December 12th 2009

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Articles from this issue:

EDITORIAL: The challenges facing Tony Abbott

CANBERRA OBSERVED: Abbott's victory took media by surprise

NATIONAL AFFAIRS: Senate committee recommends against same-sex marriage

SOUTH AUSTRALIA: Euthanasia bill defeated in SA

ENVIRONMENT: UK's climate research centre discredited

ECONOMICS: Birdsville Amendment stops fuel predatory pricing

ENERGY: Time for a new Coalition emissions policy

THE MANHATTAN DECLARATION: U.S. Christian leaders draw a line in the sand

REPRODUCTIVE HEALTH: Women's health risk ignored by Rudd Government

UNITED STATES: Health care reforms unleash passionate debate

RUSSIA: Medvedev's desperate drive to modernise Russia

EDUCATION: Whatever happened to adult authority?

SCHOOLS: Are independent schools enemies of social cohesion?

Westmore has not read my report: Fr Frank Brennan

Morally handicapped politicians

Market economics misunderstood

Surafend massacre


CINEMA: Dickens' Christmas tale brought to life A Christmas Carol (rated PG)

BOOK REVIEW: FIRES OF FAITH: Catholic England under Mary Tudor, by Eamon Duffy

BOOK REVIEW: THE REVOLT OF THE PENDULUM: Essays 2005-2008, by Clive James

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Market economics misunderstood

by John Ballantyne

News Weekly, December 12, 2009

Dr Garrick Small's review of John M├ędaille's book, The Vocation of Business: Social Justice in the Marketplace. (News Weekly, November 28) is good in parts and rightly highlights the need for more ethical behaviour in the marketplace.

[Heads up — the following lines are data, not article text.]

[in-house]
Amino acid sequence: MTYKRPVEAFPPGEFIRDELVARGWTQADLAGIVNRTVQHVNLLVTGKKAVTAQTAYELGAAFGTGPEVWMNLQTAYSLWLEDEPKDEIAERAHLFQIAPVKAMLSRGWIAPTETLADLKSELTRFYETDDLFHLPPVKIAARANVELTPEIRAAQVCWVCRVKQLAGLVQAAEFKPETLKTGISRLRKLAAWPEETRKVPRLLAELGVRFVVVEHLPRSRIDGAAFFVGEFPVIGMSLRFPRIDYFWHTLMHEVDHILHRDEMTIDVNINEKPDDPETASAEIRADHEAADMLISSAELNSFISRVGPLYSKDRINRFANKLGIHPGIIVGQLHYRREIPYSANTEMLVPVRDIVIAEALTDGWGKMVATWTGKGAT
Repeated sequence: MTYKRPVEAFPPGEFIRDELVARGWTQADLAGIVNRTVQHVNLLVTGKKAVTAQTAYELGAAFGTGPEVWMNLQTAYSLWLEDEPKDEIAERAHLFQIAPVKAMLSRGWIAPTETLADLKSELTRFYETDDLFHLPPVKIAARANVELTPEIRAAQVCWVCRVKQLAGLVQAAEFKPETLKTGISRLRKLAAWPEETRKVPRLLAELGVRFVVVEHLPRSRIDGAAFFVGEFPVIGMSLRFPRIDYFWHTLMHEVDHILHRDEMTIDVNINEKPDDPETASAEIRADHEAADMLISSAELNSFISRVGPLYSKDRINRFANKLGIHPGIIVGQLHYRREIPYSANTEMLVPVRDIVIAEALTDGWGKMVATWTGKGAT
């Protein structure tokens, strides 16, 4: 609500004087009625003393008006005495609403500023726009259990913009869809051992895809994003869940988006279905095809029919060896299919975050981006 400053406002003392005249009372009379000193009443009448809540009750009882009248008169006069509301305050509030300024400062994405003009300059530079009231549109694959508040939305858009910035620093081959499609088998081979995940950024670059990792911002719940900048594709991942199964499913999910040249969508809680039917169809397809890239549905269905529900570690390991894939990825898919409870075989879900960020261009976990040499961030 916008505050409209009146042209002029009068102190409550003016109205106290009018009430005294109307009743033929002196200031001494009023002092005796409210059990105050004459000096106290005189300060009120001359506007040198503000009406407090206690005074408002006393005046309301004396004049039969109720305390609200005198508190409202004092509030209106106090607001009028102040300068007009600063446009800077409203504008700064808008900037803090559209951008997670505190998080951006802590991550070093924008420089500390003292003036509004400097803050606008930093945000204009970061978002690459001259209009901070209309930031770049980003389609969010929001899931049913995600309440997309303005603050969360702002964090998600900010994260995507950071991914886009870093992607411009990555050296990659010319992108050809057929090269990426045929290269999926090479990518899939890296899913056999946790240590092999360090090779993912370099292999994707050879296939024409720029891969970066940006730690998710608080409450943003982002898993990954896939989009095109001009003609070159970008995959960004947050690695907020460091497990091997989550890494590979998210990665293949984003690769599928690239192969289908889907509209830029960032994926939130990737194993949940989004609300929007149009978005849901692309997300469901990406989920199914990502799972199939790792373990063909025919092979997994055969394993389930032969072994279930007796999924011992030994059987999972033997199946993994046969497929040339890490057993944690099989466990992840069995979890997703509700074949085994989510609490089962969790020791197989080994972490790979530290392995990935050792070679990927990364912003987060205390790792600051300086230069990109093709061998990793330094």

However, Dr Small's review contains a couple of serious errors.

He alleges that the 18th-century father of modern economics, Adam Smith, "succeeded in turning greed into the key virtue driving economics".

Smith did not. In fact, he said quite the opposite. In his neglected classic, The Wealth of Nations (1776), he denounced what he called "the mean rapacity, the monopolising spirit of merchants and manufacturers who neither are, nor ought to be, the rulers of mankind".

A second error is where Dr Small asserts: "Market economics assumes perfect market competition".

Perhaps some unbalanced libertarian ideologues might think this way. However, the standard undergraduate textbook's treatment of market economics is to examine four models of market behaviour, of which the simplified model of perfect market competition is but one.

The other three are monopoly (market domination by a single seller), oligopoly (market domination by a very few sellers, such as Australia's "big two" supermarkets, Coles and Woolworths), and monopolistic competition.

John Ballantyne,
Balwyn, Vic.

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